Wyatt states in his diary that he was part of a conspiracy. Shai Masot was also a conspirator. And describing him and his colleagues in such terms is certainly not anti-Semitic.

Vox Political: UN Criticises Tory Scheme to Legalise Scab Labour

February 17, 2016

Fascist Book Cover pic

Cover of Adrian Lyttleton’s book, The Seizure of Power: Fascism in Italy 1919-1929, showing triumphant Fascists returning from raid on trade union headquarters.

Mike over at Vox Political has posted this piece from The Canary, reporting that the UN’s International Labour Organisation has criticised the Tories’ Trade Union Bill. The bill would legalise the use of workers from agencies to supply labour during strikes. The ILO points out that this would effectively undermine the right to strike, by allowing employers to disregard strike action.

Now cue right-wing ranting in the Daily Heil and the Express about evil foreigners hypocritically attacking noble Britain. No doubt they’ll also rant about how the unions cripple British business, and hold British workers to ransom, forcing them to pay the levy to the Labour party, etc. ad nauseam.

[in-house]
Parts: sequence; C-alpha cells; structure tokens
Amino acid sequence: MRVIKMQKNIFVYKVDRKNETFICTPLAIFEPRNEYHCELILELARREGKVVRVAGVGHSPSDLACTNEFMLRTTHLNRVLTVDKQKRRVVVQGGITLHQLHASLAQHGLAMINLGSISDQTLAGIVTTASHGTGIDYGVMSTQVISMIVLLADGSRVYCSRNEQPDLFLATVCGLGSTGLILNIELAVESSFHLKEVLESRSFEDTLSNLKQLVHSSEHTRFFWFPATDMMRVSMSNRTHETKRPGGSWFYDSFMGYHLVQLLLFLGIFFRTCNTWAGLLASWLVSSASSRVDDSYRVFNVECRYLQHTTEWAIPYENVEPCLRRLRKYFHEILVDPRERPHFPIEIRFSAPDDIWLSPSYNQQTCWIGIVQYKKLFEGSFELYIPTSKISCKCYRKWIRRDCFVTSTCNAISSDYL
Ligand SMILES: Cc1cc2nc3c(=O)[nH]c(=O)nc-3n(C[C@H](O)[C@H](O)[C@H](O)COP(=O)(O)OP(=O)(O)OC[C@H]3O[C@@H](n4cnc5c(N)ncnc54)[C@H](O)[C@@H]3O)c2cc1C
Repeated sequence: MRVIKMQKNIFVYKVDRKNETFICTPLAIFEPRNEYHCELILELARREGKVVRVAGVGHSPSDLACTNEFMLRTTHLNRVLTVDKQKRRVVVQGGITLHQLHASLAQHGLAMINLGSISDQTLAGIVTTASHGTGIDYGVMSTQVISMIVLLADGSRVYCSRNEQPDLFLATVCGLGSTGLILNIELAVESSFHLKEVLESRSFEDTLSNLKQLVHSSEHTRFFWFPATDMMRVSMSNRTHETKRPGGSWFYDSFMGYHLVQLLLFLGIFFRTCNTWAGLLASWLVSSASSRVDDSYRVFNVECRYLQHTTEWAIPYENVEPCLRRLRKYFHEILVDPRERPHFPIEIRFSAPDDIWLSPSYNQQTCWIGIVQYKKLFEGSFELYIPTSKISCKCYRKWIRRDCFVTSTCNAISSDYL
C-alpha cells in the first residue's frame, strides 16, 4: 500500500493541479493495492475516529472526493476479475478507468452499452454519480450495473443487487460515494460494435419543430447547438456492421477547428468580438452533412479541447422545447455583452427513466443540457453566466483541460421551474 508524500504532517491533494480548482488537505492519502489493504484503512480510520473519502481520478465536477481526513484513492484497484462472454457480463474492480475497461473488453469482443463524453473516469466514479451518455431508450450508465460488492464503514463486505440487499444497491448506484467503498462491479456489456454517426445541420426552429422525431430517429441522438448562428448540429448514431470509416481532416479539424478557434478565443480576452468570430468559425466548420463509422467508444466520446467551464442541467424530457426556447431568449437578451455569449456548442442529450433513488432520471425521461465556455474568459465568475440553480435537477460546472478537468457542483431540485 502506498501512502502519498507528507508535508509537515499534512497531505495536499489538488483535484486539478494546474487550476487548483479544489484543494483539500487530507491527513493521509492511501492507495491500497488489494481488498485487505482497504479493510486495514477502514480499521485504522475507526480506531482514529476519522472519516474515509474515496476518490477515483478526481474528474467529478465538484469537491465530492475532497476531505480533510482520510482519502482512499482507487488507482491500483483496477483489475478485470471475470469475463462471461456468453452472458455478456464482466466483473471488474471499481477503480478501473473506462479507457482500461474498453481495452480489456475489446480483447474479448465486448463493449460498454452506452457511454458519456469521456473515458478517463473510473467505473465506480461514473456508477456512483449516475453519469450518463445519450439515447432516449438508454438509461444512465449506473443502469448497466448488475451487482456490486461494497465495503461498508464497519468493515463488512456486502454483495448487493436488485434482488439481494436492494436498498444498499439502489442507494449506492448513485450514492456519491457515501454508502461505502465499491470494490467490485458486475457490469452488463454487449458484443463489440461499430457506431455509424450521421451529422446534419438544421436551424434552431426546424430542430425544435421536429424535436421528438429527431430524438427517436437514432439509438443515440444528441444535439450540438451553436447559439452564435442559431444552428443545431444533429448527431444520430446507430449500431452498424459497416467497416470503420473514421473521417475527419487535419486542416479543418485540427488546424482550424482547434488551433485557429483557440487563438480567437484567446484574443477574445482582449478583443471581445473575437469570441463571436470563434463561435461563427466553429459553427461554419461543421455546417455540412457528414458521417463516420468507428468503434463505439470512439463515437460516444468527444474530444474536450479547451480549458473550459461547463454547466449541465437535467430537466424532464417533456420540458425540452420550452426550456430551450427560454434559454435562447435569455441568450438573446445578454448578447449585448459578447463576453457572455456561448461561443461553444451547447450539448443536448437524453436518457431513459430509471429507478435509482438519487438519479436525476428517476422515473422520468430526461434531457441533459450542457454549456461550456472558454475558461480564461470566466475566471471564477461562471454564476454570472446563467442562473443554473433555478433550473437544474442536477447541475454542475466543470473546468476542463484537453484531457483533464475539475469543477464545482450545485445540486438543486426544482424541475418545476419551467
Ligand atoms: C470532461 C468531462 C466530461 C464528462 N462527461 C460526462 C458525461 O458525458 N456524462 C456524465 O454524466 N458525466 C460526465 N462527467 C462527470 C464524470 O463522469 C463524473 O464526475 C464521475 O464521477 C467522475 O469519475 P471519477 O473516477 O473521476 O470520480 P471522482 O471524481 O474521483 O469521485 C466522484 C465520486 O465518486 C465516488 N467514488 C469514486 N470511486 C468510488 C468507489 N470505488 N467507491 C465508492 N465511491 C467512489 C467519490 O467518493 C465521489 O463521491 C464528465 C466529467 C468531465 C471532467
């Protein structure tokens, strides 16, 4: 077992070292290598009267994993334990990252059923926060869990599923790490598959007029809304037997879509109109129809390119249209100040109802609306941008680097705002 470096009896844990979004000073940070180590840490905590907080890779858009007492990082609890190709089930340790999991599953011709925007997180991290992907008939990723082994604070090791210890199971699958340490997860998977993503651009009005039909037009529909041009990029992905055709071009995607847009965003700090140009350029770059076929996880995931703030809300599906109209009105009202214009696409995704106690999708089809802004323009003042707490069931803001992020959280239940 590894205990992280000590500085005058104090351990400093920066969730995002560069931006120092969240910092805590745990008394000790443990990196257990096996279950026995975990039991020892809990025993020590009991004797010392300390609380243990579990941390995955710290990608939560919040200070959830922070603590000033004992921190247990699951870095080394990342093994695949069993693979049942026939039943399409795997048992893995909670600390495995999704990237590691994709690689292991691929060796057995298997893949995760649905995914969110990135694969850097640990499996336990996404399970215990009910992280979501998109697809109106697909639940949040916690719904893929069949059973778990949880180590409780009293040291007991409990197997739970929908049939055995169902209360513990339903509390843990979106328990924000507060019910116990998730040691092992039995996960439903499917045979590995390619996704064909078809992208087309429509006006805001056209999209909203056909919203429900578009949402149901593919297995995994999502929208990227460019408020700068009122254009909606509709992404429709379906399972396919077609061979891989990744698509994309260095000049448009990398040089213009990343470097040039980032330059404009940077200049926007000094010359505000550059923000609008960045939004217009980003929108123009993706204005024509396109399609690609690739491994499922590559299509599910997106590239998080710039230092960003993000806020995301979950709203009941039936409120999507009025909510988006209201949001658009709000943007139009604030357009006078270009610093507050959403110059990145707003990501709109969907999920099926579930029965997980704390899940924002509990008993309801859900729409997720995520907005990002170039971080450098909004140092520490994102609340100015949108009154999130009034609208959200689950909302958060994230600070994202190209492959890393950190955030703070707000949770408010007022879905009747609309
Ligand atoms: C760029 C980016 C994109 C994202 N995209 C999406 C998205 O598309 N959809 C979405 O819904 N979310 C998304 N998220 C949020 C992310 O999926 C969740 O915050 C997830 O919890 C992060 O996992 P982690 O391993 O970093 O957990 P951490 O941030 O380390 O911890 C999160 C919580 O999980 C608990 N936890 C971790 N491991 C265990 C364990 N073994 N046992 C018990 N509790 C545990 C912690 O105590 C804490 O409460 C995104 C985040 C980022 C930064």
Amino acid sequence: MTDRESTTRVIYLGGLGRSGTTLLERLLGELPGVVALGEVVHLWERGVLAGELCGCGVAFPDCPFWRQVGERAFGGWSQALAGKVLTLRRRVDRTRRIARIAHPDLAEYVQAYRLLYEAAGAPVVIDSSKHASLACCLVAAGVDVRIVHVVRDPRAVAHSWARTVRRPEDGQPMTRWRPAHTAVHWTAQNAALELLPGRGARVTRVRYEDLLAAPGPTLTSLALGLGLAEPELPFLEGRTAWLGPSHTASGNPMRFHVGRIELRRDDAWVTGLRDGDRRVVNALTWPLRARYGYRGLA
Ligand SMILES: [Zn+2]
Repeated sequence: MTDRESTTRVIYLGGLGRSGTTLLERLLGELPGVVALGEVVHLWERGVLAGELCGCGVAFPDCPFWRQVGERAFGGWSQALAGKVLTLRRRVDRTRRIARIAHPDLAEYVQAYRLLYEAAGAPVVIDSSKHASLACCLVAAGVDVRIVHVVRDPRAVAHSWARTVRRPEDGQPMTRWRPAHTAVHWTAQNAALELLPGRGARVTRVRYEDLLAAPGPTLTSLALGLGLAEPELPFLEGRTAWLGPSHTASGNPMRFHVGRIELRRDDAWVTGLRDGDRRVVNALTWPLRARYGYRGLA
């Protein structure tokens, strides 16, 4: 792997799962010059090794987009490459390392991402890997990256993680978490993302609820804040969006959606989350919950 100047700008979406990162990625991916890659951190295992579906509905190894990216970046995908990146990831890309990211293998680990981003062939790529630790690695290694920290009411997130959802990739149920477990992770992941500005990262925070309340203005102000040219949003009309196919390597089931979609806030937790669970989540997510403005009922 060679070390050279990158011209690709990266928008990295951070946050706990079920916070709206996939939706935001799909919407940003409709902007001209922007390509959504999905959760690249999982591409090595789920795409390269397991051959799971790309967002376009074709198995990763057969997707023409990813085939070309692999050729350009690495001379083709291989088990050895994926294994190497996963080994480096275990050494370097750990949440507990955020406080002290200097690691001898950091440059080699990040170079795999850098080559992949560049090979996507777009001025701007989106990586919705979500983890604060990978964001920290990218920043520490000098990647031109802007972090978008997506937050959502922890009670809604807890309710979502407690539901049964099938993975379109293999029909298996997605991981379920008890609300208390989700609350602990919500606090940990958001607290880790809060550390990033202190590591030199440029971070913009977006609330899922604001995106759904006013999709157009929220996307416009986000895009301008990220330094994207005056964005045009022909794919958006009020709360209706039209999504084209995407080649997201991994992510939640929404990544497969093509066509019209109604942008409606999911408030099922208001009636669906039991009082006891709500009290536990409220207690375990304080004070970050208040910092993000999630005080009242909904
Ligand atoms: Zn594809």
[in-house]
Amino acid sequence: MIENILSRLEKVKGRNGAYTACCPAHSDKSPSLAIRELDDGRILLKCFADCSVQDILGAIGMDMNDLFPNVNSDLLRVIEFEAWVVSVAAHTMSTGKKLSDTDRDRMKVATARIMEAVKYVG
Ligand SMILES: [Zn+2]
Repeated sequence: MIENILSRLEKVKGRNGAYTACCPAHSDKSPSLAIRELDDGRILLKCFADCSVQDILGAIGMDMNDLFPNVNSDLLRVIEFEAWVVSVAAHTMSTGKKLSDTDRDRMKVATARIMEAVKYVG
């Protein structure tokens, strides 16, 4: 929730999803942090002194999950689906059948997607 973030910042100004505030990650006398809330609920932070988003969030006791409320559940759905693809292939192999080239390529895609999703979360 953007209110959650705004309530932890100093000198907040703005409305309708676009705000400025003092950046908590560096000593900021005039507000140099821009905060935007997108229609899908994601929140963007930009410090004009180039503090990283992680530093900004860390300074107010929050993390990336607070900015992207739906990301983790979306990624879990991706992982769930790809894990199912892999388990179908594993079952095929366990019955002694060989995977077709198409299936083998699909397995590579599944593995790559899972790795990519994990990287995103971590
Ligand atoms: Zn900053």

The Tories have always hated organised labour and the trade unions, and have tried to get rid of them since the 19th century, when they passed laws against the as illegal ‘combinations’. Then there was the Taff Vale judgement, which ruled that trade union funds had no protection under law, and so could be pilfered with impunity.

And then there’s the use of scab and blackleg labour by the employers themselves. I can remember hearing from older man I once did voluntary work with, who told me about the way union meetings had to be guarded from infiltration by the bosses’ spies.

And now here comes Godwin’s Law again. With this piece of legislation, we’re back once again with Fascism. The Fascist parties all over Europe hated independent trade unions with a passion, and did their best to destroy them. In Nazi Germany trade unions were banned, for pretty much the same reasons the Daily Heil and the Express spews: they’re evil ‘Marxist’ organisations that exploit workers. In Italy, Mussolini’s Fascists formed their own trade unions to supply blackleg labour and break strikes. Unable to convince the mainstream, Socialist trade unions to join them after the Seizure of Power, they banned them and made it compulsory for workers to join the Fascist unions.